We are pleased to welcome Brianna Otero, Grace Halferty, Joaquin Pesqueira, Kenneth Werrell, William Fowler to the SAM team for the next nine months. They will be working with Kai Staats, Trent Tresch, and John Adams at Biosphere 2 and Ara Arabyan and Douglas May of the University of Arizona to build a fully functional, scaled swing-bed CO2 scrubber. This project is funded by NASA through the M2M X-Hab Challenge.

By |2021-10-04T19:18:16+00:00August 31st, 2021|Categories: Research & Development|0 Comments

SAM Mars yard is under way!

SAM Mars Yard construction begins!

Construction of the half acre SAM Mars Yard begins with the removal of five original greenhouse structures used in the late 1980s to raise the plants ultimately placed inside of Biosphere 2. Laura Bryant and her team are removing the structures to be reused at her facility in Patagonia, Arizona where she specializes in organic foods for people with multiple sclerosis.

Once fully removed (it’s a big job!) our team will sculpt a first-draft layout with simple, earthen craters and simulated stream beds. Stay tuned!

By |2021-10-04T19:38:12+00:00August 1st, 2021|Categories: Research & Development|0 Comments

SAM Test Run data analysis

Sealed test of SAM Pressure baseline, June 29, 2021 Sealed test of SAM Temp, RH baseline, June 29, 2021 Sealed test of SAM CO2 baseline, June 29, 2021

Test Run Data Analysis

Test Run Timeline
4:02 pm – data START on External, Internal, and internal CO2 Scrubber sensors arrays
4:22 pm – seal Test Module
4:27 pm – blower START; pressure rise commences
4:32 pm – max pressure reached
4:36 pm – pan ring reaches approximately chest height, as viewed through the lower lung glass door
4:41 pm – blower STOP; pressure maintained by Test Module lung

8:02 pm – data auto-STOP
8:30 pm – open Test Module and release pressure—we were having too much fun and lost track of time 🙂

On Tuesday, June 29, 2021 the SAM development team conducted a fully sealed closure of the Test Module with 5 humans inside, for 4 hours. During this time the team maintained 3 sensor arrays to capture barometric pressure, carbon dioxide, oxygen, temperature, and relative humidity data.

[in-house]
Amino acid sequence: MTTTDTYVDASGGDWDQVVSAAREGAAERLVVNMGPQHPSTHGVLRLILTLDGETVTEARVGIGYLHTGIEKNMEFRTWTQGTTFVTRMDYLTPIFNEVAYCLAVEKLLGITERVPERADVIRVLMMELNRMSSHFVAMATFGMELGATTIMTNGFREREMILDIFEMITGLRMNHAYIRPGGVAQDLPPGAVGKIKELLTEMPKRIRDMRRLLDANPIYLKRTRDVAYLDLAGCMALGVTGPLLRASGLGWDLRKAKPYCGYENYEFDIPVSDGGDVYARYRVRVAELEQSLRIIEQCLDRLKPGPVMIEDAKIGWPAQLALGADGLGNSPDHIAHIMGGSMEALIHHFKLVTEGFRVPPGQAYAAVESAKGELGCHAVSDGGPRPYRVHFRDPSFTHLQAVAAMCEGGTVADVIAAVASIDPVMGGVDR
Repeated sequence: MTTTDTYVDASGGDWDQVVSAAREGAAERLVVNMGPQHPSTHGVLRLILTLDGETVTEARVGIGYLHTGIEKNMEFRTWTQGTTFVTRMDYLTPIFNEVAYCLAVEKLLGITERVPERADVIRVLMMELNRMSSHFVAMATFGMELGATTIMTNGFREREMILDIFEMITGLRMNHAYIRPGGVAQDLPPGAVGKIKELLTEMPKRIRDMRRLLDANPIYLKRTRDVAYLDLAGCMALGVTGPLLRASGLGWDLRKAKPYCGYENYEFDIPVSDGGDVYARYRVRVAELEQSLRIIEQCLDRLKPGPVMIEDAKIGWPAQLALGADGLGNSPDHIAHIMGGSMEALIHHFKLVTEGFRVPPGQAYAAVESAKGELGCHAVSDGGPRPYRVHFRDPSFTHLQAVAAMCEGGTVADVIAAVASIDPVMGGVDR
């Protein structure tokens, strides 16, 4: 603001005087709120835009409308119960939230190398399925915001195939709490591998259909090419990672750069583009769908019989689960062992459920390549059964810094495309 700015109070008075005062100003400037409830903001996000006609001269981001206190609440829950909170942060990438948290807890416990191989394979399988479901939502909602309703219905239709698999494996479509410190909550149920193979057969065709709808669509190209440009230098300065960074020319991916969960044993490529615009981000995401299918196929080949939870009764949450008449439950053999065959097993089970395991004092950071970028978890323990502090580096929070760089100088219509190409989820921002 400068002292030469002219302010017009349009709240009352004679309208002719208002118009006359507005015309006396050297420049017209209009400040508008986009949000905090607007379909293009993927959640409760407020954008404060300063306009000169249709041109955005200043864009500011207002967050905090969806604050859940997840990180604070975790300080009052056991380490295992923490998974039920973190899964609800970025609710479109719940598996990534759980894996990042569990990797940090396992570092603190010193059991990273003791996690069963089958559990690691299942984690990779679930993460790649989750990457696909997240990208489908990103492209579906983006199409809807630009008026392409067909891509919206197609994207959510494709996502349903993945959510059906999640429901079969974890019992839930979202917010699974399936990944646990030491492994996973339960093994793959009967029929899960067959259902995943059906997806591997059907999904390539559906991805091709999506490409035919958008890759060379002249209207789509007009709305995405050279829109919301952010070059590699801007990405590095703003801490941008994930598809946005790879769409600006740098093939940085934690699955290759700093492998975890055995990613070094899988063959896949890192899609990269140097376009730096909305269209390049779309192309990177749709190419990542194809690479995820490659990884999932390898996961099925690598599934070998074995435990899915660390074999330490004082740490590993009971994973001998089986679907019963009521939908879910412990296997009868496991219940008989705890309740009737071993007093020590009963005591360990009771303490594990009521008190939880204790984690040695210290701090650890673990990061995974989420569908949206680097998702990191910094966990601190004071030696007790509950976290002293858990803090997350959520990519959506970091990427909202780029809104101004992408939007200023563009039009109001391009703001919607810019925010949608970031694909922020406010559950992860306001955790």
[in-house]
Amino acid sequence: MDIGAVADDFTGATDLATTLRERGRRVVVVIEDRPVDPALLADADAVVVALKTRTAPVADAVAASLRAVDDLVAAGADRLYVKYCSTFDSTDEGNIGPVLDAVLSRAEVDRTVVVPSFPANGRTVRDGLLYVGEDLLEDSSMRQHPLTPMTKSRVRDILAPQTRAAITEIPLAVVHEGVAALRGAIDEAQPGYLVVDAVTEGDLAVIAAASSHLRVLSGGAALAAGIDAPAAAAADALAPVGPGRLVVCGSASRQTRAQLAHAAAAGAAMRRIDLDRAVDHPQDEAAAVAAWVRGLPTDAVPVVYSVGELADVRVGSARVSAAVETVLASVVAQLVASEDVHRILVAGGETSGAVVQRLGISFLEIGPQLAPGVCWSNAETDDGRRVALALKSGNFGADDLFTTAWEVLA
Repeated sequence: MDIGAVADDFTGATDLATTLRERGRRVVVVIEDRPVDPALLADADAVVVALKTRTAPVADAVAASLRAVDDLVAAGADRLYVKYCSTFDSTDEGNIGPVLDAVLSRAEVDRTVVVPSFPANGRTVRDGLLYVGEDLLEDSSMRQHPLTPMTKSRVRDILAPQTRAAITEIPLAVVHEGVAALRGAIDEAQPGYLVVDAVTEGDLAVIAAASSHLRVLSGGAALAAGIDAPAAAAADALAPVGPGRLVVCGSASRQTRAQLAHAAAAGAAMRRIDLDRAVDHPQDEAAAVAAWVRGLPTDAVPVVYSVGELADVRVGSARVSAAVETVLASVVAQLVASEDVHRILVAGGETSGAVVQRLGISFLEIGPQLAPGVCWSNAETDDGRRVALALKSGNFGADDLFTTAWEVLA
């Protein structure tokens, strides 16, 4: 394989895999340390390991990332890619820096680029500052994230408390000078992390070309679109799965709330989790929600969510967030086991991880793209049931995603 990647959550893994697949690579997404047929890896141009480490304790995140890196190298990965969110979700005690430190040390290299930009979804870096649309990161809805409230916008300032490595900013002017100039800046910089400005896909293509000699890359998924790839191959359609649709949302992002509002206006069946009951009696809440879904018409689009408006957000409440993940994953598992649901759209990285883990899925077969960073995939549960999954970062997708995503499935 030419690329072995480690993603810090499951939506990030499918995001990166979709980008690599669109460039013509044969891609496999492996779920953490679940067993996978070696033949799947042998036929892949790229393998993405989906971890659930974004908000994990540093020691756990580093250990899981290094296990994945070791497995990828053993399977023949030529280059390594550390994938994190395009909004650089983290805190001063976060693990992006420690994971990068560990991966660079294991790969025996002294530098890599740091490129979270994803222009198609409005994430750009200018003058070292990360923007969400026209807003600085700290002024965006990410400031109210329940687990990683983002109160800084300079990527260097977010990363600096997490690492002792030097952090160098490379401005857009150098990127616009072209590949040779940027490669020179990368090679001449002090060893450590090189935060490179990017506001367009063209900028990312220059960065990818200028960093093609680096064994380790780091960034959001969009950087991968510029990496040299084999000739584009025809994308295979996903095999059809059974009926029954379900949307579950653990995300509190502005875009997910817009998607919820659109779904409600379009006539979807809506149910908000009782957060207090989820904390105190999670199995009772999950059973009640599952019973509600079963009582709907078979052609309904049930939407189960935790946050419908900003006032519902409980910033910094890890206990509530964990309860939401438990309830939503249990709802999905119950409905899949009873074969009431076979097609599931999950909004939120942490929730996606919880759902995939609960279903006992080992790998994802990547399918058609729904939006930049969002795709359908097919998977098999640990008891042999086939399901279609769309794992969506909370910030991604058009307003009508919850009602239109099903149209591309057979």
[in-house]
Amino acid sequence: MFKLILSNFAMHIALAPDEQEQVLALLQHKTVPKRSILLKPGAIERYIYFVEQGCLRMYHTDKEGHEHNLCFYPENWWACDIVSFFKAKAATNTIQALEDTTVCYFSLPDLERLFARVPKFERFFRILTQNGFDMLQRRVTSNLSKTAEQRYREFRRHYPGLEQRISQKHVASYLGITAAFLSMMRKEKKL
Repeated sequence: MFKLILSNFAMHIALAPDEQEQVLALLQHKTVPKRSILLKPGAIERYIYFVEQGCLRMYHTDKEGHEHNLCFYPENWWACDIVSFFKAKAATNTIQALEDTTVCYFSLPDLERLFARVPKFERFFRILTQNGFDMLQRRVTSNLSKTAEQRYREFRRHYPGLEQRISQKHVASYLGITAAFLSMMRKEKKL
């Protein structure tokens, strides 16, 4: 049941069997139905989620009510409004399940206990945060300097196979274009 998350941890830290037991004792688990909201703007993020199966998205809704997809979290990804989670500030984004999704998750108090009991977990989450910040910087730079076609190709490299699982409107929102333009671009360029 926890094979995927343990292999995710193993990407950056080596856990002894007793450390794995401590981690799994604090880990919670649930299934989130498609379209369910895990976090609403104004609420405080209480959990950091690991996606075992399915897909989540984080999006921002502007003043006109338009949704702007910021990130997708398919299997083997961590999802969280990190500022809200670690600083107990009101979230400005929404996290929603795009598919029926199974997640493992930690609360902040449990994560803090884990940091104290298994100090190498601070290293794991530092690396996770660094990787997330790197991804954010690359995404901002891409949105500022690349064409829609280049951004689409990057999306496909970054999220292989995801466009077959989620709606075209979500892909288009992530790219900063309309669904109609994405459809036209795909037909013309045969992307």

• External sensor array: Vernier LabQuest 3 with barometric pressure, O2 / temperature, and CO2 / temperature / relative humidity (RH) sensors. This array was placed outside the Test Module, near the entrance.
  • Internal sensor array: [identical to External] This array was placed inside the Test Module, near the entrance.
  • CO2 scrubber sensor array: Vernier LabQuest 3 with two CO2 / temperature / relative humidity (RH) sensor. This array was also placed inside the Test Module to compare the pre-scrubbed and post-scrubbed air. One CO2 sensor was secured at the inlet to the CO2 scrubber; the other inside the scrubber itself, in a chamber located just after the zeolite adsorb bed, before the exit filter and fan array.

Per the data plots (3 images at top) a baseline comparison of the External and Internal sensor arrays demonstrates that the units were behaving similar to each other before committing to the full 4-hours run. This baseline test was conducted in outside the Test Module, the units placed adjacent to each other. Minor variation in equivalency of the sensors is due to conducting the baseline in an uncontrolled (open air) environment and without post-factory calibration.

It is important to note the small variation in the data stream is the anticipated “noise” of any sensor, and that data sampling was principally conducted to validate the seal of the Test Module, not for peer reviewed publication of findings. Additional steps will be taken to further qualify the sensor array and associated data for future research and publications.

Sealed test of SAM Pressure data, June 29, 2021

Absolute Barometric Pressure
Following the baseline test (above), the Internal and Scrubber sensors arrays were reset and brought into the Test Module. The team consisting of Kai Staats, Trent Tresch, John Adams, Katie Morgan, and a writer entered the Test Module. The door was sealed and the blower activated as is indicated on the (above) plot by a rapid rise of the internal pressure. It took only a few minutes for the lung pan to rise from the floor, the higher pressure then retained for duration of the Test Run.

It is important to note that while the outside temperature dropped 4.2C and the internal temperature dropped 7.8C (a single, 2T mini-split heat pump is employed at this time) during the 4 hours run, the pressure invoked by the mass of the lung remains relatively constant once it is lifted from the floor. The lung pan lost ~50% of its original height due to temperature change but the pressure was constant until released. In future tests, the height of the lung pan will be monitored in real-time.

Calculating the Mass of the Lung
We can calculate the mass of the rigid lung pan using its radius of 10 feet. While the membrane’s tapered surface and flexible function makes for a constantly changing shape, we can treat it’s lift body as the surface area of a horizontal cross-section from lower lung pan ring to upper lung ring, both of which provide the membrane seal. We’ll add another 3 feet to the radius to account for the membrane, for 13 foot total radius, or 26 foot diameter.